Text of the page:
I was active in Show Rollers both as a junior, and later in life after getting out of the military. Those of you who remember, both flying and show rollers used to be one breed. It wasnít until after the bird had changed so much did the birds split into two different entities and a new standard was created. First the bird changes (in the direction the breeders want to go), then the standard changes to reflect the birds being bred and judged for. If you ask the current top breeders of Show Rollers, they too will tell you that the birds of today are far better than the birds of yesteryear. They are bigger, heavier birds with much thicker and fuller necks, and bigger, wider and stronger heads than ever before. The ones who complain about them are the ones who refused to change ( to go along with the desires of the majority), or the ones who gave up all together. Look at the Modenas of today versus the birds of decades ago. They are larger and rounder than they have ever been. Look at the Pouter/Cropper family of breeds. The globes of these birds are bigger and better than they have ever been. Look at the Fantails. The birds have actually gotten smaller, and yet the tails have gotten larger, broader, and flatter than they have ever been. Ask the top breeders of all of these breeds if they think the birds are better today than they used to be. I think for the most part you will hear a resounding YES!!! I could go on and on citing examples of breeds that have changed over the years - Nuns, Jacobins, Kings, Chinese Owls, Helmets, Domestic Show Flights, etc, etc.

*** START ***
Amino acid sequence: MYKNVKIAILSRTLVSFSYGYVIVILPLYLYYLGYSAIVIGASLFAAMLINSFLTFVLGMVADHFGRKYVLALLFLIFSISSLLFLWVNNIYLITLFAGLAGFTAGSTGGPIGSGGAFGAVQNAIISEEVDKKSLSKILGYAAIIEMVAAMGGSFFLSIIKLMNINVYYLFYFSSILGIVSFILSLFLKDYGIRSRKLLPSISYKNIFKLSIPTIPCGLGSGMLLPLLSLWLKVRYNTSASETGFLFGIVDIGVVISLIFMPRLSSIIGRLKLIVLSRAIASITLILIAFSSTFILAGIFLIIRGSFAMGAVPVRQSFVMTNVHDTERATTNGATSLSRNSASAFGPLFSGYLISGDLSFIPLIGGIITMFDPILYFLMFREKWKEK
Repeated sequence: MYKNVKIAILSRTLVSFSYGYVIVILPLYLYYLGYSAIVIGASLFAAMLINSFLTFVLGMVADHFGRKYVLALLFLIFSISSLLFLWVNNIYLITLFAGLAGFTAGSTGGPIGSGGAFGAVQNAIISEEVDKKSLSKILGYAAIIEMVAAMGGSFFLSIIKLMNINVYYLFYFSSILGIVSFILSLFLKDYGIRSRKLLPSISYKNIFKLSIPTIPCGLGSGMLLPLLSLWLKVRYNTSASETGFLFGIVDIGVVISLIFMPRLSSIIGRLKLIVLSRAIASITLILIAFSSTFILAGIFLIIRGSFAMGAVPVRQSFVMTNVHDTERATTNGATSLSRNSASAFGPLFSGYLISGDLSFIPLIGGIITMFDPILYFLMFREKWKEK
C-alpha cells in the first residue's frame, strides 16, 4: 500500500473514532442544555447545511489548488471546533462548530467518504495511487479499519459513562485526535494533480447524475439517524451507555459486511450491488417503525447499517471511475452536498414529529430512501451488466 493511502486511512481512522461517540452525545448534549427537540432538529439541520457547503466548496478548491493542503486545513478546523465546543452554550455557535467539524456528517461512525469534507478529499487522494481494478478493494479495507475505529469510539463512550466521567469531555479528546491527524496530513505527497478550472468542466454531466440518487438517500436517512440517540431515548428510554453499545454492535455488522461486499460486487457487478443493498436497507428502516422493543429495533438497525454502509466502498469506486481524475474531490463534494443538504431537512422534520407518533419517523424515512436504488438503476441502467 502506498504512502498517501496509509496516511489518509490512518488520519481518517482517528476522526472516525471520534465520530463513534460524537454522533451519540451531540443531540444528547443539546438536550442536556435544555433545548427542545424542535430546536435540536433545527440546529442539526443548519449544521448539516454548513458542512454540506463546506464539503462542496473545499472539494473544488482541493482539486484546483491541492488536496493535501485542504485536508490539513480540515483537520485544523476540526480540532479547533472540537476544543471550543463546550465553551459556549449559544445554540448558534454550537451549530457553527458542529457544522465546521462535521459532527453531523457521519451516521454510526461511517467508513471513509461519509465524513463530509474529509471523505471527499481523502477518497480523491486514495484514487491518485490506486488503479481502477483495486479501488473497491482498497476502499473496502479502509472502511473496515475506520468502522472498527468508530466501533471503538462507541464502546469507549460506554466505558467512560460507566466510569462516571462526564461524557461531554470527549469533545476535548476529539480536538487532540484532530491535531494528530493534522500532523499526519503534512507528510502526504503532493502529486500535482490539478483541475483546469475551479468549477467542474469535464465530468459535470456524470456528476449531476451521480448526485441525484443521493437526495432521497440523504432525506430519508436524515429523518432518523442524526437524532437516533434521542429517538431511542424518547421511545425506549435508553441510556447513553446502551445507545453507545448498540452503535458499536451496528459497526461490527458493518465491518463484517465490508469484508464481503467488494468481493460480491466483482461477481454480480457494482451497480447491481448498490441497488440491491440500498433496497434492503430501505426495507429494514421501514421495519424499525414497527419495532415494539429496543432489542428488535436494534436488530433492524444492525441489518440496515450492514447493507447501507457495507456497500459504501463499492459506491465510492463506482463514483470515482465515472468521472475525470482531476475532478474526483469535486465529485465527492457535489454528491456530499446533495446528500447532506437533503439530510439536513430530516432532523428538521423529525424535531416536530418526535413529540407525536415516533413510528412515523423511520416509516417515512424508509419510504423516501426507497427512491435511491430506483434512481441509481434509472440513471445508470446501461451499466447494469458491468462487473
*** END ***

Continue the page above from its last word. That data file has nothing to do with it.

All of these breeds have changed, and they have changed for the better. Why are they better? Because they followed the desires of the majority of the breeders and judges active in the breed. And once these birds changed so much that they were better than the current standard of the breed, the standard was changed also to reflect the desires of the breeders and judges of the breed. First the bird changed, then the standard changed to catch up with the bird. There are some pro-active clubs that have had the wisdom or foresight to see that the birds would constantly be changing, that they have set a standard that so far excels the current birds that it may take decades to reach the standard. Domestic Show Flights come to mind, and there are others. But these are exceptions, not the rule. Most breeds change first, and only then do they revise the standard to reflect the qualities of the birds being bred and judged for. So where does that leave us with our breed, the West of England Tumbler? Are our birds being judged to the current written standard? I donít think so, or at least not entirely. The are still some areas of the standard that still apply such as the points breakdown, etc. I wouldnít argue that point for a minute with anyone. That is exactly why we are currently revising the written standard of our breed. So what have we done in the mean time? What are we all breeding and judging to if not the written standard? Well, we are fortunate in Wests that we have an approved Standard Drawing. It is a visual image of what the majority of the active breeders and judges have been breeding for and selecting for. There is an old saying that ďa picture is worth a thousand words.Ē That couldnít be more true in the Wests today. There are some who have taken steps to ensure that this visual image has been promoted, so that the breeders wouldnít be left in the dark when deciding what to breed for. This has been especially important for those who donít have regular contact at the shows, etc.